In order to flexibly model other available individually predictive features (such as age, sex, weight, and genetics), we create separate compact neural networks that learn representations of these features. Finally, the learned representations across each small neural network and the GCN can be combined in a final set of neural network layers to predict the patient-level variable of interest.

3.1. Predicting Adverse Events in the UK Biobank Dataset

In order to test the performance of our framework, we applied it to the UK Biobank dataset on two separate tasks: predicting the number of hospitalizations a patient experienced and predicting whether an individual has died. We were particularly interested in characterizing the relative importance of each of the features and any nonlinear interactions between features. As such we create separate models that contained each of the individual features as well as a combined model containing all features. To benchmark the performance of our approach, we contrast the neural network performance with that of a linear model (which would have limited ability to discern interactions between feature sets) (Figure 3A).
For both the task of predicting hospitalization and death in the UKBB, we found that clinical features (based on PCA scores of ICD10 codes) to be the most predictive individual feature set. For hospitalization, but not death, we find that the neural network architectures significantly outperformed the simple linear model for every feature set except the genetic principal components by themselves. Similarly, for hospitalization, but not death, we find a combined model including multi-drug GCN features significantly improves the predictive performance of the model compared to one without those features (R2 0.364 vs. 0.331, p = 0.00004, Figure 3A).
As a final evaluation of feature importance in the combined model, we use the Integrated Gradients approach to assess contributions of the non-drug features [24]. Surprisingly, we find that despite the fact that the both DNA and demographic features had relatively low predictive performance individually, they were amongst the most predictive features in the combined model (Figure 3B).
To highlight the improvements made possible by our multi-drug framework compared to a single-drug framework, we revaluated performance on the task of predicting hospitalization for the subset of patients who are on 2 or more medications. We compare the performance of a model that only considers one randomly selected drug per patient to a model that considers all drugs (Figure 3C). We find a highly significant improvement in model performance (R2 of 0.035 vs. 0.14, p < 10−10).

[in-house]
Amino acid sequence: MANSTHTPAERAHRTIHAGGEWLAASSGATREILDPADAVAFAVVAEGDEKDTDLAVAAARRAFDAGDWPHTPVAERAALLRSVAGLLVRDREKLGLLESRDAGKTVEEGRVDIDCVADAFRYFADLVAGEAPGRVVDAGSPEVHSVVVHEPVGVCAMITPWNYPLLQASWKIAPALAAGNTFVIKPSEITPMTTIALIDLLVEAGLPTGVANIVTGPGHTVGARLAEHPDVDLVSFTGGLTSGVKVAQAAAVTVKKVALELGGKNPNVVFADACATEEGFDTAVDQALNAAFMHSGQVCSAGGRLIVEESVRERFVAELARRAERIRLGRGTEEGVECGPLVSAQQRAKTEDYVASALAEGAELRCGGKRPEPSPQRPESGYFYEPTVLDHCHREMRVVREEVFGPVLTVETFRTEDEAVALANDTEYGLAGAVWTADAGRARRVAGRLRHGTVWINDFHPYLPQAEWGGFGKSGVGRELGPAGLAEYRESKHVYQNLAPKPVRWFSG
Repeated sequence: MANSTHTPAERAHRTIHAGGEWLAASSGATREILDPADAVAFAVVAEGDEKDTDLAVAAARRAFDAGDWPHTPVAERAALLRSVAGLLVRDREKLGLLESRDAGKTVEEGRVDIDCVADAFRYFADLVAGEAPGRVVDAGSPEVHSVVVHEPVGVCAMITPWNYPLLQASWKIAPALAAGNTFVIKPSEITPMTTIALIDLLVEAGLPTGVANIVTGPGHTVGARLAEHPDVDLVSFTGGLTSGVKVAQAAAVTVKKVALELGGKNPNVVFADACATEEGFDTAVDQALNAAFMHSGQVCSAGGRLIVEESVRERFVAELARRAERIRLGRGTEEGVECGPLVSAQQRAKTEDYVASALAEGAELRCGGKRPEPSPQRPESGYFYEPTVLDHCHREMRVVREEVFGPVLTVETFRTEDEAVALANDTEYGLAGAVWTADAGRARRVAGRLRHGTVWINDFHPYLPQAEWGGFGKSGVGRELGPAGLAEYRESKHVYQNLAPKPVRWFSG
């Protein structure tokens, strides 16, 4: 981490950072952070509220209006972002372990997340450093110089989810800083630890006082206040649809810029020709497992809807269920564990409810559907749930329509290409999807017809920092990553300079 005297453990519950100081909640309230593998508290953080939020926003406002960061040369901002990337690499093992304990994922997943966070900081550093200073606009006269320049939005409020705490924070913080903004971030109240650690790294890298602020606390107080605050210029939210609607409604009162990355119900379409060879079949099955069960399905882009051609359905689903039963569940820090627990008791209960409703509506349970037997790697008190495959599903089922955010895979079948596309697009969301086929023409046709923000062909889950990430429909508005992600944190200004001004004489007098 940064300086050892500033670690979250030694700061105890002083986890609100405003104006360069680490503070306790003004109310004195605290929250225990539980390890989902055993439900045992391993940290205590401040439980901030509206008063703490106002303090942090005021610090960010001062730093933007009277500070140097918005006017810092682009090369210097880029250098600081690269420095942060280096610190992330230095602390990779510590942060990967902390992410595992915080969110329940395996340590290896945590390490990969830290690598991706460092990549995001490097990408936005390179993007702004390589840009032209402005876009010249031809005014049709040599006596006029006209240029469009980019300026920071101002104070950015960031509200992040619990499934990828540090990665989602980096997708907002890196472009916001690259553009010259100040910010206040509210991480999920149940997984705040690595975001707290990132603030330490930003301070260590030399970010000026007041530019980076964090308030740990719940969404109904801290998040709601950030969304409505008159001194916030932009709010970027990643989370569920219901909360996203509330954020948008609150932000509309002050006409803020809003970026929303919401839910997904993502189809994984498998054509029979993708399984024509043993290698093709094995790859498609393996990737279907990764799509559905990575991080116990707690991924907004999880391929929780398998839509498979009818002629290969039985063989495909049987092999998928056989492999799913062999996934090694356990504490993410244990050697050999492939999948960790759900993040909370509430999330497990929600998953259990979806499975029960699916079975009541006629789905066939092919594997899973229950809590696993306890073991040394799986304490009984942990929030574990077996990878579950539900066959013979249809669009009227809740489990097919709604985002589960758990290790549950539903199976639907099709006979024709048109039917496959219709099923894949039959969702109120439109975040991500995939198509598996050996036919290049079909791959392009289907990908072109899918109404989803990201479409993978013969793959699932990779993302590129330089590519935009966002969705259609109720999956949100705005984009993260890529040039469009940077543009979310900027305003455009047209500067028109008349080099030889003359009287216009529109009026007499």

3.2. Predicting Adverse Events in the FDA FAERS Dataset

We next sought to apply our framework to the FDA FAERS dataset. It contains a larger volume of data and a more targeted set of adverse event labels. Specifically, we attempted to predict the outcomes codes using a similar set of features to those available in the UK Biobank (except for DNA/genetic features which are not available in FAERS).
With the exception of congenital abnormality, which can be significantly predicted with demographic information such as age, the best single feature set for predicting the majority of outcomes was drug structure specific features (Figure 4A). For most categories, an integrated model of demographic, clinical, and drug structure significantly outperformed any of the individual feature set models. These categories included hospitalization (p < 10−5) and death (p < 10−5).
We examined the extent to which model performance would be expected to improve through the incorporation of additional data and find that the model would continue to improve for both the prediction of hospitalization and death (Figure 4B). Additionally, we examine the extent to which the model performs better or worse as a function of the covariates we used. We find weak, but significant relationships between age, average molecular weight, and sex and model error (p < 10−6) (Figure 4C–E).

4. Discussion

The two datasets analyzed in this paper have contrasting strengths and weaknesses. The UK Biobank includes deep genetic and phenotype information to compare the relative predictive performance of a wide range of well annotated features, but is generally limited to adults 40 years and older in the United Kingdom. It does not have a well-curated a collection of adverse event labels and, as such, surrogate labels such as hospitalization or death were used in this paper. In contrast FDA FAERS collection, is solely focused on adverse events with detailed event labels, however, the database contains selection bias against patients who did not suffer any adverse events on a medication. As such, a predictor built on FDA FAERS will overestimate the likelihood of a particular patient in the general population on a particular combination of medications having an adverse event without performing an additional calibration for how widely those particular medications are prescribed.